Several years ago I worked at a certain telecommunications company, that I shall not name, and during lunch my colleagues and I would often frequent a Thai restaurant in the suburb that abutted Chicago to the north. Unlike now where I will visit a restaurant with friends and we all order something different so that we can dine family style, my colleagues and I were addicted to a particular Thai soup that could relegate most bowls of soup to the equivalent of cat food. We had to have our own bowls of soup, and nothing else. Actually, it was every Friday that we would load up in cars and head into Park Ridge for our desired potions of kow soy koong (shrimp) or kow soy gai (chicken). I had waken from a dream where I was feverishly hunting for the restaurant and with me having a grumbling belly, there was no way that I was going to let that dream haunt me for the rest of the day. I had to do something about my thoughts being so vividly driven by bowls of scrumptuous kow soy koong, the panang gravy splashing about and landing on the table, my jeans, my sweater, and the waitress who was refilling my glass of water.
Much to my happiness, Siam Thai Restaurant was still at its location in Park Ridge, Illinois, at 104 Euclid Avenue. It is amazing how an appetite can guide you better than the North Star. The last time I was in Park Ridge, period, was in 1999. The new president at the unnamed telecommunications company had come in with grand ideas and shrinking the information technology department down was a part of his grand scheme. I fled before the ship hit the iceberg and rearranging the deck on a sinking ship became a moot choice. Today, it was early enough that the restaurant was rather empty and the welcoming airs from days long gone were still there — the suspicious look whenever an exotic of the darker persuasion enters and then the utter shock when said exotic lets a few words of Thai slip. Gasp.
With the heat in the restaurant was not functioning and Chicago temperatures are not forgiving because your heat is out-of-order, the waitress brought me so tea. It may have been chilly on the outside, but she was cognizant of a way to warm me up in the inside. Having spent most of my adult life in Chicago, I always dress accordingly per cold temperatures before I leave home. I had on a sweater, but my fingertips were icy, which is also the case during warmer temperatures. Clasping my hands around the warm cup of jasmine tea, I scanned the menu to see if they had the kow soy still. Yes! Yes! Yes! My trip to Park Ridge was not for nothing. My belly had been growling for the duration of me switching gears in my car and speeding around Sunday drivers, so I was going all out in celebratory fashion. I ordered baby egg rolls, which usually come as a count of four to six. At Siam Thai Restaurant, you get ten with a plum sauce and their version of a complimentary salad. They were so cute on the plate. They were so tasty on my tongue. My belly eventually got down to a whimper.
And then it was time for my reminiscing to be indulged. I ordered kow soy with shrimp and requested it to be hot-hot. The waitress asked me several times if I really did want it extra spicy and there came a few words in Thai from me, to which she realized that I was not unschooled in the ways of handling Thai cuisine the way it is served in Thailand. First sip and it was moderately spicy. Then again, my palate has become so accustomed to hot food — Indian vindaloo, for example — that it would probably take a spoonful of ancho chilli seeds to make me reach for a glass of water. The kow soy koong was so worthy of my return that I took my time handling the soup. To be real with eating it, I used chopsticks after I soaked the crunchy noodles in the gravy. The shrimp, with their tails still in shell, were substantial. And we are not talking just a few pieces of shrimp in the soup, but several swimming around the curry gravy before I gnashed on them and worked my chopsticks on the noodles, onions, cilantro, and red bell peppers. The Thai restaurants in Chicago all have one dish that they do better than anywhere else. Siam Thai Restaurant is perhaps the one Thai restaurant in America that prepares the best kow soy. If you walk away from a restaurant and say, “It was good,” that’s one thing. When you walk away and find you have succumbed to a kow soy addiction, you then understand the meaning of bliss dining. I wrapped up with a dessert of Thai custard. Not quite as creamy as I have had at other Thai restaurants, but the flavour was still there. The good thing about the Thai custard was that it was light enough that I did not have trouble finishing it or walking away from the restaurant after I was done.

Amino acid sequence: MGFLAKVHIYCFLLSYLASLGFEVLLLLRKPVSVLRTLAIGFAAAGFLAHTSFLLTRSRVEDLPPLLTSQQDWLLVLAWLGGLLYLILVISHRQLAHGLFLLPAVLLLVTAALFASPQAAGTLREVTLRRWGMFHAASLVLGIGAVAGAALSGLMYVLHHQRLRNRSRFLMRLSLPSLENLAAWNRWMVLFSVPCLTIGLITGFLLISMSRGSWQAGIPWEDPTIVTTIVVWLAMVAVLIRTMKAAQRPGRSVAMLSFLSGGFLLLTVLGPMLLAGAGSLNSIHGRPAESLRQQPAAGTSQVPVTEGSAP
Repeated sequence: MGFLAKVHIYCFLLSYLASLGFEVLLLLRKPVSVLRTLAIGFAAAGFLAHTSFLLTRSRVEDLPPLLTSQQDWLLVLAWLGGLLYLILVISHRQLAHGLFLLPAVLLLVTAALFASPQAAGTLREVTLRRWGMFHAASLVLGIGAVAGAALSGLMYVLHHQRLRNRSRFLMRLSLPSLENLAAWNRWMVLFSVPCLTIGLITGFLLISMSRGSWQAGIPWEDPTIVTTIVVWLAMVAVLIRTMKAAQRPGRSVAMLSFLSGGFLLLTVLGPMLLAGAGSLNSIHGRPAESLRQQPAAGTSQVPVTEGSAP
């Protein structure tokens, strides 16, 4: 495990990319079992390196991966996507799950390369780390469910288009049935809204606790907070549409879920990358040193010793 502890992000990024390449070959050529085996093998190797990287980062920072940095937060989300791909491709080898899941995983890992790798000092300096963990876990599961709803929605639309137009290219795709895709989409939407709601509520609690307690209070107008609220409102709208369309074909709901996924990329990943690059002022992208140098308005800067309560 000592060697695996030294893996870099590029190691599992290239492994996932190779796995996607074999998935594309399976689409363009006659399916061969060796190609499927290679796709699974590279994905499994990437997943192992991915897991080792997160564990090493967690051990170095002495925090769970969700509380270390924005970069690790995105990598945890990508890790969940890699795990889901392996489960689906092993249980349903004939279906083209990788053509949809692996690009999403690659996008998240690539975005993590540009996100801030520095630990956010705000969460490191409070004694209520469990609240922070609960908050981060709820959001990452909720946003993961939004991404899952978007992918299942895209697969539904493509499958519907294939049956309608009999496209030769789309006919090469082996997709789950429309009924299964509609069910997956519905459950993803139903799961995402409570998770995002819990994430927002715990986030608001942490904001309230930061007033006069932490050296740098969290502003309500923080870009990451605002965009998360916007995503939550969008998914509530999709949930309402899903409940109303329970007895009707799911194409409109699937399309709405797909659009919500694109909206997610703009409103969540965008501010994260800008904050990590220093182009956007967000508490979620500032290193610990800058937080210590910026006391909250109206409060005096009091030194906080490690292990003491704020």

I guess there are things that you will never forget — your first kiss, your favourite grade school teacher, a trip to a beautiful and exotic place, or telling a former supervisor to got to hell. Many of my dreams have a tendency to escape me. But when my dreams involve food that once brought about great spells of happiness, I awake with purpose and that I must live out those dreams. Despite the telecommunications company falling prey to a misguided president, my former colleagues and I would still put our worries aside and make lunch plans for whatever day we had in mind for going to Siam Thai Restaurant. And when upper management began its spiral out of control, and I had departed for a better opportunity, I had bottled up the memories before departing and kept them tucked away so that at some time in the future they would manifest themselves in my dreams. All I would have to do is remember and with directions in hand, getting to Siam Thai Restaurant would only be a small task. Precious memories don’t always have to be about happy days of your past.